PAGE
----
In the generic conceptual form, the present invention makes no use of the secondary path but uses the ring protection bandwidth to reroute traffic in case of a primary path or primary node failure (i.e., a failure in the primary inter-ring connection). Nodes in the rings are regular network elements such as add/drop multiplexers. The primary and secondary nodes and inter-ring connections are provisioned initially but neither service selectors nor drop-and-continue functionality is needed at the primary nodes. The invention uses the already available ring protection bandwidth for “secondary connection”. The invention hence frees up this bandwidth for other use which would normally have to be set aside for the secondary path. There are many possible embodiments which implement the concept.

FIG. 5 illustrates one such embodiment of the invention. This embodiment includes a protection mechanism of the invention and would solve the problem of a primary inter-ring circuit failure. Referring to FIG. 5, in the case of such a failure 100 as shown in the figure, both primary nodes NE6 and NE8 will detect this condition by detecting a Loss of Signal (LOS or LAIS signals) on their tributaries. In this embodiment, the both primary nodes are equipped with a protection module 102 and 104 which performs selective protection procedure in their own ring. According to this procedure, upon detecting a LOS or LAIS on its tributaries, a primary node performs a selective ring switch and reroute the affected traffic to the protection bandwidth. The protection module 102 or 104 includes a detection module for detecting a failure, a signaling module for sending messages in the form of protocol signals to other nodes in its own ring and a protocol module for setting the protocol signals to inform of the failure and trigger a selective ring switch at the secondary node. While a ring switch according to the known BLSR protection mechanisms will reroute at a node the whole traffic on the working bandwidth to the protection bandwidth, the selective ring switch reroute only affected bandwidth, leaving other bandwidth nonimpacted. Therefore the local traffic is continued to be added/dropped on the unaffected bandwidths at the node where a selective ring switch is taking place. Having been informed of the failure, the secondary node NE3 performs a selective ring switch and will pick up the affected traffic and drop it to its tributary (inter-ring connection between the two rings) from the protection bandwidths. If the other BLSR ring is equipped with the present invention, similar selective ring switches are performed at NE8 and NE10, initiated by the protection module 104 at NE8.

Referring to FIG. 6, when NE8 fails, other primary node NE6 will detect a LOS or LAIS. The protection module 202 executes similar procedure described above in ring 250 which includes a selective ring switch at NE3 and NE6 for the traffic that was dropped over the primary path (inter-ring circuit at NE6). As for ring 252, a node failure 254 at NE8 would trigger the execution of regular protection mechanisms, which include a ring switch at neighboring nodes, e.g. NE9 and NE12, as shown in the figure.

FIG. 7 shows schematically the invention according to a further embodiment. The figures illustrates a fault 300 at NE8 or a break 302 in the inter-ring circuit (primary path). When either failure occurs, NE6 detects a loss-of-signal at its tributary. As described earlier, the protection module 304 would initiate a selective ring switch in ring 350. NE3 is the secondary node for this path and perform a selective ring switch in response to the indication from the primary node of a failure condition. As described earlier in connection with FIGS. 5 and 6, a selective ring switch performed on the primary node may result in a long path to the secondary node, e.g. a path from NE6, NE7, NE1, NE2 and NE3. Depending the topology, this rerouting path may be substantial. According to this embodiment, the protocol can direct to any node in the same ring to perform the selective ring switch. For example, a selective ring switch can be performed at NE7 or more commonly at NE1 (source node or service access point) as shown in FIG. 7. Due to the topology of the ring and other network parameters, it may be important to execute the ring switch at a certain node because it will result in shorter rerouting protection path, or other desirable performance.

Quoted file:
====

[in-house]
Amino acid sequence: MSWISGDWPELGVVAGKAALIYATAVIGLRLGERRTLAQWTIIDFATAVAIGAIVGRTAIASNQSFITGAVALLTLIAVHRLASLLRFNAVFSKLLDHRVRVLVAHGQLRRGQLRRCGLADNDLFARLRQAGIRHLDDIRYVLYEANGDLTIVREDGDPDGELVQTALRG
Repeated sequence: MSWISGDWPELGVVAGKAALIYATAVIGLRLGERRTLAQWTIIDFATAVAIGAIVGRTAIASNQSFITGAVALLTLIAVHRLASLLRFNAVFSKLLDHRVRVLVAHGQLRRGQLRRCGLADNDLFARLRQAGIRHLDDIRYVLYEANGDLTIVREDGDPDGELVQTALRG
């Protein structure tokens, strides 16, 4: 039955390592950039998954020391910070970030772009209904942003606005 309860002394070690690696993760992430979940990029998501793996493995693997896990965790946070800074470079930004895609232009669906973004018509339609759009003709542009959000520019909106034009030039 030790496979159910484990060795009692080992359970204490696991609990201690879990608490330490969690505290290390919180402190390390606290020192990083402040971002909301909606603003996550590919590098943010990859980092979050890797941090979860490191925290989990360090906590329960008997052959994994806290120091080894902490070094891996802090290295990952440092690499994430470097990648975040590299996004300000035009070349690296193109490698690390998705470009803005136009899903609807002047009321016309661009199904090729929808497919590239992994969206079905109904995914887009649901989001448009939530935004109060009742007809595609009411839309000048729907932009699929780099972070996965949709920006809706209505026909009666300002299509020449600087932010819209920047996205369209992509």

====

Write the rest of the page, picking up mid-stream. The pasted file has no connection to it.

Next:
It should be emphasized that the ring switches can perform switch-over of a whole fiber as well as of only a specifically affected bandwidth. A selective ring switch of affected bandwidths is described in the embodiments thus far in which if a failure affects only one bandwidth of a connection between two communicating nodes, all other connections which are not affected by the failure will not be switched. Nodes in these embodiment includes protocol modules which allow selective ring switch of one or more certain bandwidths. It should of course noted that under certain circumstances, a regular ring switch of the whole bandwidths can be equally used to implement the inventive concept. It should further be noted that although breaks and failures are shown thus far to affect in two directions, it is possible for only one direction to fail. In regular practice, however, as both directions are often collocated, a failure in one direction would trigger protection mechanisms for both directions.

In FIG. 8, three or more rings are connected by matched nodes. In the Figure, P and S signify primary and secondary nodes. It illustrates that two or more rings can be considered as one larger ring and a failure in one ring could cause a selective ring switch in the larger ring. For example, a failure of a primary node in ring 2 will cause a selective ring switch in ring 1 and a ring switch in ring 2. In other words, the primary node in ring 2 becomes a “node” of ring 1. Similarly, ring 3 in the Figure extends to the primary nodes in ring 2 and 4.

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Classifications
U.S. Classification385/24, 398/9, 385/16
International ClassificationH04Q11/04, H04J3/08
Cooperative ClassificationH04J14/0283, H04J3/085, H04J14/0286, H04J2203/0042, H04J2203/006, H04J14/0291
European ClassificationH04J14/02N4, H04J14/02N6, H04J3/08A, H04J14/02P4S